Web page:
I can’t say how I would have answered the question had it been posed to me unexpectedly like that, but I hope I would say something like this: “You know, it really doesn’t matter what I think. All that matters is what God says, and He has made it clear in the Bible that homosexuality is a sin. And if God says it’s a sin, then it must be because God doesn’t lie or make mistakes. I know that statement may offend some, but as a Christian, it is my responsibility to represent my Lord and Savior to the best of my ability no matter what it cost me.”

Oh, dear friends, we live in a wicked world, and it’s easy to go with the flow, but as Christians, that’s not what we’re supposed to do. We’ve been given the duty to stand up for Christ and His Word, but too many of us are falling down on the job. Let’s beware. 

I know this comes across as harsh, and I don’t mean for it to. Again, I am not condemning anyone. That’s not my place. That being said, I can be disappointed, and I am. My prayers are with Lauren Daigle. If she is saved, I hope the Lord will convict her heart and help her to see clearly what she claimed not to know. If she is not saved, I pray she will be soon. We all make mistakes, but we must guard against allowing fear of loss or rejection to make us ashamed of the One we claim to love.  Let’s allow this interview to be a reminder to us.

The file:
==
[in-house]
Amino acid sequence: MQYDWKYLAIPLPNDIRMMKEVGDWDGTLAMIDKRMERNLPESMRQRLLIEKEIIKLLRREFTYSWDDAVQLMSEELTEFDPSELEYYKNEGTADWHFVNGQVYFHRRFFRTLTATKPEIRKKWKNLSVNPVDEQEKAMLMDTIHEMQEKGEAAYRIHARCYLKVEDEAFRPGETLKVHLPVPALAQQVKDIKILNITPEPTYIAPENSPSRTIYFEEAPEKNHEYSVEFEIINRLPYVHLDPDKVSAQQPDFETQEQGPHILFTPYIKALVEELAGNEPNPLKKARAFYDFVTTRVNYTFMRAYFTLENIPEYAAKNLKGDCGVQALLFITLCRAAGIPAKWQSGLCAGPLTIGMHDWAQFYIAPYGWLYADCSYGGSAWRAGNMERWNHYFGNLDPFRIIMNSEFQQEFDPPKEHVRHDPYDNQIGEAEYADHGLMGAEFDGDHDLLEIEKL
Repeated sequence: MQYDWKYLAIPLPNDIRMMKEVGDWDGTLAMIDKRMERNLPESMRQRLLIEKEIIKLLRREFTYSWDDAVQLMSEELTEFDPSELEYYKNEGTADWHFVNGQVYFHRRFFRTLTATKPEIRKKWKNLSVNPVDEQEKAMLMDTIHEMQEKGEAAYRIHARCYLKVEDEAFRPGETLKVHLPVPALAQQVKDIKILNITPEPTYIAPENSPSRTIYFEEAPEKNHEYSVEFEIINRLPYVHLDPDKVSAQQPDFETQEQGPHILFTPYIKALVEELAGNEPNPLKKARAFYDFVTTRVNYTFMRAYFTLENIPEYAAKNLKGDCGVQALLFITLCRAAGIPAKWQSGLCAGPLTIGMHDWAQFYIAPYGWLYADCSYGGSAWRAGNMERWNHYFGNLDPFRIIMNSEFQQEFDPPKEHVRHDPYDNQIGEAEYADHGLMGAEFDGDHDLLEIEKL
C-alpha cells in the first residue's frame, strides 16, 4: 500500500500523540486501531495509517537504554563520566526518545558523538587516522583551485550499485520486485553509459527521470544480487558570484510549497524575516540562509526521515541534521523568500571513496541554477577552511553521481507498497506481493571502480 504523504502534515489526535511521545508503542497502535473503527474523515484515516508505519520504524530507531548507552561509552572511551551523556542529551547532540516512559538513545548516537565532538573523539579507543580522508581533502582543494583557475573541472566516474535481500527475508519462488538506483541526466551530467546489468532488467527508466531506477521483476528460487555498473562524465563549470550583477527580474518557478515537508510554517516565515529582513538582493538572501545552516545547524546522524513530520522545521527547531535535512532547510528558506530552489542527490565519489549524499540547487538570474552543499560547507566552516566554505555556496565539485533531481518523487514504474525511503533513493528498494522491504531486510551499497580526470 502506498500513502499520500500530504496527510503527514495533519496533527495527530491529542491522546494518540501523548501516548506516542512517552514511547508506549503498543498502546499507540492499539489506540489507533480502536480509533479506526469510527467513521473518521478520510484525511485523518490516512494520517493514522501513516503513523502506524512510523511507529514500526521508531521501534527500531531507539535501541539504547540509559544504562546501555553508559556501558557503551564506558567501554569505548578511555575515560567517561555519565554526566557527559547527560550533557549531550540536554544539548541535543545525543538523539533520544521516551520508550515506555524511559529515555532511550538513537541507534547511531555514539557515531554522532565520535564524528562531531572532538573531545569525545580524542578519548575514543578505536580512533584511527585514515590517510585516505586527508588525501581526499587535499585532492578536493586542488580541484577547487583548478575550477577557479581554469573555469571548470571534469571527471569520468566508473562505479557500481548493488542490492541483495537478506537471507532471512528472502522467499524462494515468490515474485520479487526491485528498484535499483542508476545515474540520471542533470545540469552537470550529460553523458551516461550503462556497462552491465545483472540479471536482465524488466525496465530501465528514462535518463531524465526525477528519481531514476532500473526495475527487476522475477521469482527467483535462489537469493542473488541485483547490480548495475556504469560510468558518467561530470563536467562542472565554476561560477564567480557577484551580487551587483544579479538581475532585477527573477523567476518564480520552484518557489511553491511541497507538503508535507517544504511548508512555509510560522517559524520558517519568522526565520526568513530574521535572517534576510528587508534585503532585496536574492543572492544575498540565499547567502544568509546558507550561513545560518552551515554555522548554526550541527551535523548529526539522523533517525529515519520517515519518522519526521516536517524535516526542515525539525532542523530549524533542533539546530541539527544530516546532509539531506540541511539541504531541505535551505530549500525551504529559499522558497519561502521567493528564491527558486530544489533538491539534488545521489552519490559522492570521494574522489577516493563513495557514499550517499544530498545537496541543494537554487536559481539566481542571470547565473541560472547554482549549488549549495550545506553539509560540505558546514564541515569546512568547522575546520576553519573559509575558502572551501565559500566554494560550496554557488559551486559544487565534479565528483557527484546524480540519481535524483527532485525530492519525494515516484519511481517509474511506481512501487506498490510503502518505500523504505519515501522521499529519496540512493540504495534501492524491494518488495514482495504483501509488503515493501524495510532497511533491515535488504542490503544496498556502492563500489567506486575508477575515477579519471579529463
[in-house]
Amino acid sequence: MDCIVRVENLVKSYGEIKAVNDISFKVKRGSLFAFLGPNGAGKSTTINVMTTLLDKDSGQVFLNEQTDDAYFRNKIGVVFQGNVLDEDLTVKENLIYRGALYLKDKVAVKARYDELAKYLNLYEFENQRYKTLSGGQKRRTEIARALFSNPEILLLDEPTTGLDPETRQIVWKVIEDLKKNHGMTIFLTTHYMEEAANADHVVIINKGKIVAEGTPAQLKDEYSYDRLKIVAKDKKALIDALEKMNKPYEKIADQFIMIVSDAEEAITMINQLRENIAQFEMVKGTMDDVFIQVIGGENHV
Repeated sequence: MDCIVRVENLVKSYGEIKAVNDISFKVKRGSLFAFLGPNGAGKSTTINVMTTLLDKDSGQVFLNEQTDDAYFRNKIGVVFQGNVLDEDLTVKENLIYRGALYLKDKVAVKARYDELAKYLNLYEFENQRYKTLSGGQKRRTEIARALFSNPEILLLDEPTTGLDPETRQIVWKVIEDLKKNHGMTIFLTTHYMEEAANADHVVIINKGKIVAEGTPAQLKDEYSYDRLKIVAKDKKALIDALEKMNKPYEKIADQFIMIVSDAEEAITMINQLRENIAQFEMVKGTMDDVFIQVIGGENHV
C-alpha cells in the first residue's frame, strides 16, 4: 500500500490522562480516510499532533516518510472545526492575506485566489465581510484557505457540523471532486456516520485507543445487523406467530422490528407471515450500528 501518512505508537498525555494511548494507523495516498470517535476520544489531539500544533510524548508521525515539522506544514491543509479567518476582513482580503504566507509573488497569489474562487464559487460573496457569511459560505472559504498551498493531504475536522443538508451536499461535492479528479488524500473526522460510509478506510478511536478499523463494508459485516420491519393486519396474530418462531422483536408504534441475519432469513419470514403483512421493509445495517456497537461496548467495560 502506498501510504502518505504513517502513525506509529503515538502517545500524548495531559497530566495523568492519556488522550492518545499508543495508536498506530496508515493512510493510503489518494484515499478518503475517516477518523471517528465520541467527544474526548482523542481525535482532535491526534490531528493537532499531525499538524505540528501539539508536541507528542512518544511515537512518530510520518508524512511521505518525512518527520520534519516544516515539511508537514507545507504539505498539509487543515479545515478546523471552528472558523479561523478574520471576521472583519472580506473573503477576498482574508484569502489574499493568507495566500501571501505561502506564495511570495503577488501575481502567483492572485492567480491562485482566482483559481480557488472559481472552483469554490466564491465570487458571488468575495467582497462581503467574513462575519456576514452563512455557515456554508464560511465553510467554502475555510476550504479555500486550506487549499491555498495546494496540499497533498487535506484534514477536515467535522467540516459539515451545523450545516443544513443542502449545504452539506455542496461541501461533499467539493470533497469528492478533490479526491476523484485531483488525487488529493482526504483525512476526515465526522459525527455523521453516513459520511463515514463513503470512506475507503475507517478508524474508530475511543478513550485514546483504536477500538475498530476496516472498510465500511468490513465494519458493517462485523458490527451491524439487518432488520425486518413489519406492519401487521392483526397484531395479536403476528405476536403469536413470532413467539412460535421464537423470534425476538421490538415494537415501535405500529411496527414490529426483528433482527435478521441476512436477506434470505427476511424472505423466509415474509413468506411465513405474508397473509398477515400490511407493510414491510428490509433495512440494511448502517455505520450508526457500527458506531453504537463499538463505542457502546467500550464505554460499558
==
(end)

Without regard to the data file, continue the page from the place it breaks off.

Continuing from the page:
And be not conformed to this world: but be ye transformed by the renewing of your mind, that ye may prove what is that good, and acceptable, and perfect, will of God.
— Romans 12:2

God Hangs the Earth on Nothing

He stretcheth out the north over the empty place, and hangeth the earth upon nothing..png

Let’s delve a little deeper into our study on the occurrences of the word “nothing” in the Bible. So far, we’ve seen that nothing is too hard for God, and God’s people lack nothing. Today, let’s discuss how God hung the world on nothing.